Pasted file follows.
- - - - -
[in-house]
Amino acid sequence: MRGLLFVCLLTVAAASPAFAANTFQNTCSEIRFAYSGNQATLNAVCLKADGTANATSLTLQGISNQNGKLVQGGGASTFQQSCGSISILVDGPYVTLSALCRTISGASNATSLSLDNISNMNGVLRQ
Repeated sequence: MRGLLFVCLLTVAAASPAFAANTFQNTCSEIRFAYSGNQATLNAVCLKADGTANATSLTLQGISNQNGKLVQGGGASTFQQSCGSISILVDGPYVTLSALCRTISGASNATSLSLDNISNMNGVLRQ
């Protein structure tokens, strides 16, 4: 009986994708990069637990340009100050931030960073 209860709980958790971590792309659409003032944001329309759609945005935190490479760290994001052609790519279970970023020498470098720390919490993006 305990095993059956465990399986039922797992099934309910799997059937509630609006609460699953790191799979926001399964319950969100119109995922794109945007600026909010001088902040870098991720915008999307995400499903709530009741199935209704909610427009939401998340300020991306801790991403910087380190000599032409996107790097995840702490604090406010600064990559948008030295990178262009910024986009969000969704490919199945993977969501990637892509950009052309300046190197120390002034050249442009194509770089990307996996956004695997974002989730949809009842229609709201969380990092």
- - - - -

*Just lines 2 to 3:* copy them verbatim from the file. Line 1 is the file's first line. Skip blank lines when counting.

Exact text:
Amino acid sequence: MRGLLFVCLLTVAAASPAFAANTFQNTCSEIRFAYSGNQATLNAVCLKADGTANATSLTLQGISNQNGKLVQGGGASTFQQSCGSISILVDGPYVTLSALCRTISGASNATSLSLDNISNMNGVLRQ
Repeated sequence: MRGLLFVCLLTVAAASPAFAANTFQNTCSEIRFAYSGNQATLNAVCLKADGTANATSLTLQGISNQNGKLVQGGGASTFQQSCGSISILVDGPYVTLSALCRTISGASNATSLSLDNISNMNGVLRQ